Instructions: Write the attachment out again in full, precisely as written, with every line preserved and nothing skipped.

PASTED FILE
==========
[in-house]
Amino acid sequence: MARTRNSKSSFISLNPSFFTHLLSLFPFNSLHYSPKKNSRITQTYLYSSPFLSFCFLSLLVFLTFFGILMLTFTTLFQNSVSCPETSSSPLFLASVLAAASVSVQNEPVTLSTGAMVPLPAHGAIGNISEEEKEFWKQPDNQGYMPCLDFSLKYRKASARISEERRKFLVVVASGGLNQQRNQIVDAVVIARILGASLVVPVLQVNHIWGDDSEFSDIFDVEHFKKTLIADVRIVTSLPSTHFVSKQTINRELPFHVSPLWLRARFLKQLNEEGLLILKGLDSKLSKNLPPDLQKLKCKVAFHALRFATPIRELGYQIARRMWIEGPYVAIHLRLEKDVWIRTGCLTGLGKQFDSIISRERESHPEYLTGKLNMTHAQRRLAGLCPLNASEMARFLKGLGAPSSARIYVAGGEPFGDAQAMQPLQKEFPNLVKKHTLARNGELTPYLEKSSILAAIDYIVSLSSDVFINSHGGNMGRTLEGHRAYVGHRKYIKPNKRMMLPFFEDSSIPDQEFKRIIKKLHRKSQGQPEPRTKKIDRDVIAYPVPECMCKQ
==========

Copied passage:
[in-house]
Amino acid sequence: MARTRNSKSSFISLNPSFFTHLLSLFPFNSLHYSPKKNSRITQTYLYSSPFLSFCFLSLLVFLTFFGILMLTFTTLFQNSVSCPETSSSPLFLASVLAAASVSVQNEPVTLSTGAMVPLPAHGAIGNISEEEKEFWKQPDNQGYMPCLDFSLKYRKASARISEERRKFLVVVASGGLNQQRNQIVDAVVIARILGASLVVPVLQVNHIWGDDSEFSDIFDVEHFKKTLIADVRIVTSLPSTHFVSKQTINRELPFHVSPLWLRARFLKQLNEEGLLILKGLDSKLSKNLPPDLQKLKCKVAFHALRFATPIRELGYQIARRMWIEGPYVAIHLRLEKDVWIRTGCLTGLGKQFDSIISRERESHPEYLTGKLNMTHAQRRLAGLCPLNASEMARFLKGLGAPSSARIYVAGGEPFGDAQAMQPLQKEFPNLVKKHTLARNGELTPYLEKSSILAAIDYIVSLSSDVFINSHGGNMGRTLEGHRAYVGHRKYIKPNKRMMLPFFEDSSIPDQEFKRIIKKLHRKSQGQPEPRTKKIDRDVIAYPVPECMCKQ